The RPN eliminate the problems due to parentheses and operator precedence (first division, then the addition etc..).
The slide rule today
But our "hero", reliable and environmentally friendly, it is always necessary to pilots and military and perhaps the adventure is not over yet.
First computers were not powerful, but able to replace 150
Logarithms and the basis of the slide rule
The mathematician John Napier discovered in 1614 the logarithms, published in "Mirifici logarithmorum canonis descriptio", capable of expressing any positive number via powers.
To multiply two numbers just look out for their logarithms and add them together: the result is the number whose logarithm correspond to the sum.
With logarithms we are unable to work quickly as the consultation of the tables is very laborious.
Now we can try to construct the scale: the 1 is the starting point, the 2 is located at 3.01 cm, the 3 to 4.77 and so on up to 10.
How far it is possible, for reasons of space, we now add the minor divisions (logs between 1 and 99).
Instead of search the logarithms in the tables we can simply add them with the help of a compass.
The sliderule, being an analog instrument, replace the mathematical functions with linear measurements. To show how it works let's start to see how we can execute an addition using two common metric rules.
To add 2+6 we don't need to move again the rule (set on 2+), but just read the sum directly on the figure 6 of the B rule. To subtract, we use the opposite proceeding.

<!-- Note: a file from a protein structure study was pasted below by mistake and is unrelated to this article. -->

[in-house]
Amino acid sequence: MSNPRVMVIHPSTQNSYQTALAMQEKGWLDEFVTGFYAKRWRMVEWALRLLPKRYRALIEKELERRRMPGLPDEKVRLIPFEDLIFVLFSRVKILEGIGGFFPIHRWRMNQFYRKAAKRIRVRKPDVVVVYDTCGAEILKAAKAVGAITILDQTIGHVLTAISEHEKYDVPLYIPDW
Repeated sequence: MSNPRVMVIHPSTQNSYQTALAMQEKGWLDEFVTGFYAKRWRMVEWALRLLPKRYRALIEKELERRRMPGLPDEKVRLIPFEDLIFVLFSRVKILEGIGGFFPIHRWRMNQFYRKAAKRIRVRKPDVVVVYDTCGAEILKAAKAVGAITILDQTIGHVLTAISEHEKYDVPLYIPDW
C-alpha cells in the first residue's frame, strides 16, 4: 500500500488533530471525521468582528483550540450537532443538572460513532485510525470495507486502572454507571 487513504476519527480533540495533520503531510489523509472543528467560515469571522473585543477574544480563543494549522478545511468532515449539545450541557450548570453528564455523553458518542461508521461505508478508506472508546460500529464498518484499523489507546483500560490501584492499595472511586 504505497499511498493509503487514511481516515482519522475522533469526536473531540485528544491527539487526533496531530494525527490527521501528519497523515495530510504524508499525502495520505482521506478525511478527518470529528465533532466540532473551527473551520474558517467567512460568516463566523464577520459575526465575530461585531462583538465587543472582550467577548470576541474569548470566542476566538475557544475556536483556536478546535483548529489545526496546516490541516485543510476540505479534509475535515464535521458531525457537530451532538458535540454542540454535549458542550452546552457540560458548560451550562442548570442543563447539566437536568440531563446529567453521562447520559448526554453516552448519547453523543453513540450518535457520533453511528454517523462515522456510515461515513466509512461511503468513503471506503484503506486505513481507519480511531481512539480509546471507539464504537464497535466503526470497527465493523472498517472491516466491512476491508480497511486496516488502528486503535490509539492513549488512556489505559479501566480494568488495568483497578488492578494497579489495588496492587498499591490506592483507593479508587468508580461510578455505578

From the accuracy of the construction depends the precision of the results but, also dividing further the scales, it is not possible to operate with numbers greater than 100.
To perform 2 x 4 we align the 1 of scale B in correspondence of 2 in scale A and the result can be read on the same scale above the 4 of scale B.
We now have a tool that can perform multiplication. The previous picture also shows how to perform 8/4. Just put the 4 of scale B under the 8 of scale A and read the result on the same scale above the 1 in scale B.
The sliderule allows quick calculations thanks to the ease of adding logarithms by sliding two logarithmic scales over each other, but the first models invented by Edmund Gunter in 1620 were not so practical.
There are also some disadvantages. If we want process 4x3 the slides are positioned as follows:
The total is now located out of the scale. To solve this problem, we need to use the 10 of the rule B, instead of the previous 1:
So we obtain 1.2, but the right total is 12: the slide rule gives only the numbers and how to locate the dot or how to add ten or hundreds we must find by ourselves.
This was just a brief outlook, but the slide rule has many other scales and can reach the computing power of a modern calculator. His only flaw is the poor readability. The secret is: practice, practice ...
1972 Pickett ad: 5 lunar missions!
© 2004 - 2023 Nicola Marras Manfredi